In my original adaptation when Apple gets to the city he meets Beer Can – this alcoholic beer can – and they become friends – real friends – and he starts showing him around and they have a really good time. Apple is really innocent, really naïve, he knows nothing about city life – his life had just been in his tree and growing in the countryside – he sees the city as really far away. So they’re having a really good time but at some point Beer Can starts drinking, he starts getting really drunk. Apple has a couple of sips so he’s a little bit buzzed, but at one point Beer Can pushes him away, and so Apple’s now on his own in this city and he knows nothing about anything. Basically what ends up happening is he gets tricked and then this worm eats him up. But then, when Beer Can comes around he remembers and he’s going ‘Where’s Apple? Where’s Apple? What’s happened? Oh no he’s gone off on his own…’ Beer Can knows it’s not a safe place, so he looks in all the places they used to go together and eventually he finds Apple in this alleyway, on the floor, on the concrete. He goes up to him and inside there’s this little seed – a pip – and he picks it up and it’s got Apple’s face on it and he’s dead and he thinks ‘what have I done?’. Beer Can buries the seed in the crack in the concrete and then he falls asleep next to the crack, and then – probably a time-lapse or something – Apple sprouts up and he grows into this big tree, taking Beer Can up with him, into his branches, and then – the same as my brother’s story – he ends up bringing life to the city.

Apple and Onion (Cartoon Network/George Gendi)

Apple and Onion (Cartoon Network/George Gendi)

The message is that his good heart, his good intentions, his innocence brought life to people, just by him being himself, without him trying to be good, just by him being good and staying true to himself. Anyway, so that was where ‘Apple and Onion’ came from! I boarded this whole thing! I was going to make it into a film and I was, off the back of that, going to pitch a series to Cartoon Network. I thought that if they see this then they’d know what I can do. This was at the same time as I was boarding on Gumball but then I realised that it’s going to take far too long to make, so I thought I’m not going to do this, I’m just going to give Apple a friend – the friend was Onion, because he was a different shape, one was small and round the other was long and thin. It’s still about those two characters going to the city, the same intentions are there where they’re good-hearted, you know, they bring goodness to where they are. I made all the other people foods as well because that made sense and I got rid of Beer Can because I was going to pitch this as a kids show. That’s it!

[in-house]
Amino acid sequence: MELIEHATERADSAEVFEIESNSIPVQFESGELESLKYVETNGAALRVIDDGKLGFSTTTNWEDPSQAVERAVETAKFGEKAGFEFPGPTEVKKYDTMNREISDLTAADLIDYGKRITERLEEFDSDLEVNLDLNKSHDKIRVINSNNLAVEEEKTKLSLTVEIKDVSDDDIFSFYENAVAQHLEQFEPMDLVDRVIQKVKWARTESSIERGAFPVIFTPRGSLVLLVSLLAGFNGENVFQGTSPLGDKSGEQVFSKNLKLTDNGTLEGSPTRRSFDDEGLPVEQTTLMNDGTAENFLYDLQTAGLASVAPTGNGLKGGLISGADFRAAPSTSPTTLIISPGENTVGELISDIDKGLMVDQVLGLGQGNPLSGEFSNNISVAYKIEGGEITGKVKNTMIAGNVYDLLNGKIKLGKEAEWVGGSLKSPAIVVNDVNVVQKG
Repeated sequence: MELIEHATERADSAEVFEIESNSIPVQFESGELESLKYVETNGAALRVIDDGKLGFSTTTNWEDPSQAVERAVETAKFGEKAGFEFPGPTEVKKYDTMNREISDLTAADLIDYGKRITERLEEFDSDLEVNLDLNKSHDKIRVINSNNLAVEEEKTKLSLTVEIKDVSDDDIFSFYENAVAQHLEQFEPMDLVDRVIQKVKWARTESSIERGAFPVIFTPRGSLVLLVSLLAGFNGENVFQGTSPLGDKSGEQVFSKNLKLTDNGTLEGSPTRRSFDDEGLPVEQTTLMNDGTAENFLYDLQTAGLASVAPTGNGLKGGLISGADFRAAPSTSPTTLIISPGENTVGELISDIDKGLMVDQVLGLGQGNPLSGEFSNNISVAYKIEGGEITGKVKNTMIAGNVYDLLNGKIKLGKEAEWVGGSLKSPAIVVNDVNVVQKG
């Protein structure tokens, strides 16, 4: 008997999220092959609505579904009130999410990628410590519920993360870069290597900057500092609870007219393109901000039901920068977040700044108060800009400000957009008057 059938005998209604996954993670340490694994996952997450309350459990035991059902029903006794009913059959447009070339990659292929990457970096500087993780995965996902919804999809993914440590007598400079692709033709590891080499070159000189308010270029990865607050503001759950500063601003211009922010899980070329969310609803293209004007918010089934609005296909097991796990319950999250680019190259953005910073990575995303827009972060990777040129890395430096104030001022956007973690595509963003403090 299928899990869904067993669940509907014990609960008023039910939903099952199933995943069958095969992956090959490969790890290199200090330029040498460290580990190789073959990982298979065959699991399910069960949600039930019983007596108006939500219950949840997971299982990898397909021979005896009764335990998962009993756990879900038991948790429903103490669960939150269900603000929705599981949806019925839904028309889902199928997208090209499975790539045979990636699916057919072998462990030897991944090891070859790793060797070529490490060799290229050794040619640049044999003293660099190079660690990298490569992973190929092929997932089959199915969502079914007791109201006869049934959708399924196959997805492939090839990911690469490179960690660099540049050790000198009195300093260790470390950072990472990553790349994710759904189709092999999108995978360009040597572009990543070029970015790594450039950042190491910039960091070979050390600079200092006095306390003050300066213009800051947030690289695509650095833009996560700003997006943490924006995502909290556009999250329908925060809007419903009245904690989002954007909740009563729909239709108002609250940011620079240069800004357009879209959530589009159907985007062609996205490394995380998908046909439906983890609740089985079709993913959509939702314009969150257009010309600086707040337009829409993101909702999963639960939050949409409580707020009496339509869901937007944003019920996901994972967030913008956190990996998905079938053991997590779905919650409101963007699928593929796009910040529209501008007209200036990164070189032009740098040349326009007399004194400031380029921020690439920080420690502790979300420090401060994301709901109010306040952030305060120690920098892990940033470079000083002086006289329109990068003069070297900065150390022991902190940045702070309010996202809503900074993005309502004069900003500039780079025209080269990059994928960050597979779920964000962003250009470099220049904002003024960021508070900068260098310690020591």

While you’ve got that moral story it’s funny too; it’s got that zany humour of Cartoon Network.

Yeah, I mean the humour was always there. When I was boarding that first film it was funny, even though it sounds really poetic, it was funny – what was happening was really funny. But that’s the thing – the comedy stays and the depth of what is happening stays as well.

Do you have any advice after all of this for someone else who wants to do a similar thing and make their own series?

I think that a really good way to get on that sort of thing is to be a board artist on another series. That’s how I did it – I always wanted to do my own thing – and I knew that boarding was a way to get me to pitch a show. So what I would say is that if you can board on someone else’s show, and you can do it well, then when you pitch your idea to them they’re more inclined to trust you. But even before that just do what you think is good and do it as well as possible. If you’re doing a joke, don’t do a kind-of joke that you think is supposed to be funny – do something that’s funny; something that makes you laugh when you first think of it! Do that!

Apple and Onion screens today at 3:30pm and Saturday 3:15pm as part of KLIK! Amsterdam Animation Festival’s Animation Shorts 4 screening.